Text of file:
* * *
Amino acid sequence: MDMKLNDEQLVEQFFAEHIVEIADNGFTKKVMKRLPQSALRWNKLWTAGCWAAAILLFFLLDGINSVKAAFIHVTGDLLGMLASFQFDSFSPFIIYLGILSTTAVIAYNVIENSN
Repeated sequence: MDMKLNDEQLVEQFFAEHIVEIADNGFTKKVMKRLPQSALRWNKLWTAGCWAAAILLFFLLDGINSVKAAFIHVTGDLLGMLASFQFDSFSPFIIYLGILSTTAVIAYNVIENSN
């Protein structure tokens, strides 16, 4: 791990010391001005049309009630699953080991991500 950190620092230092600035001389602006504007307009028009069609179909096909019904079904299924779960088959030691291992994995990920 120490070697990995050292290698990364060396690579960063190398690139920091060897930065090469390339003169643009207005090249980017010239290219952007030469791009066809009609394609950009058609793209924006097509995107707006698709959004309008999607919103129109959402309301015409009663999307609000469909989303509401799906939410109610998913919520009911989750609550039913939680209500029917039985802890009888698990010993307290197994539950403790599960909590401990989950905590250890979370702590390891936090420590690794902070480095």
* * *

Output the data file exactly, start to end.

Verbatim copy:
Amino acid sequence: MDMKLNDEQLVEQFFAEHIVEIADNGFTKKVMKRLPQSALRWNKLWTAGCWAAAILLFFLLDGINSVKAAFIHVTGDLLGMLASFQFDSFSPFIIYLGILSTTAVIAYNVIENSN
Repeated sequence: MDMKLNDEQLVEQFFAEHIVEIADNGFTKKVMKRLPQSALRWNKLWTAGCWAAAILLFFLLDGINSVKAAFIHVTGDLLGMLASFQFDSFSPFIIYLGILSTTAVIAYNVIENSN
């Protein structure tokens, strides 16, 4: 791990010391001005049309009630699953080991991500 950190620092230092600035001389602006504007307009028009069609179909096909019904079904299924779960088959030691291992994995990920 120490070697990995050292290698990364060396690579960063190398690139920091060897930065090469390339003169643009207005090249980017010239290219952007030469791009066809009609394609950009058609793209924006097509995107707006698709959004309008999607919103129109959402309301015409009663999307609000469909989303509401799906939410109610998913919520009911989750609550039913939680209500029917039985802890009888698990010993307290197994539950403790599960909590401990989950905590250890979370702590390891936090420590690794902070480095």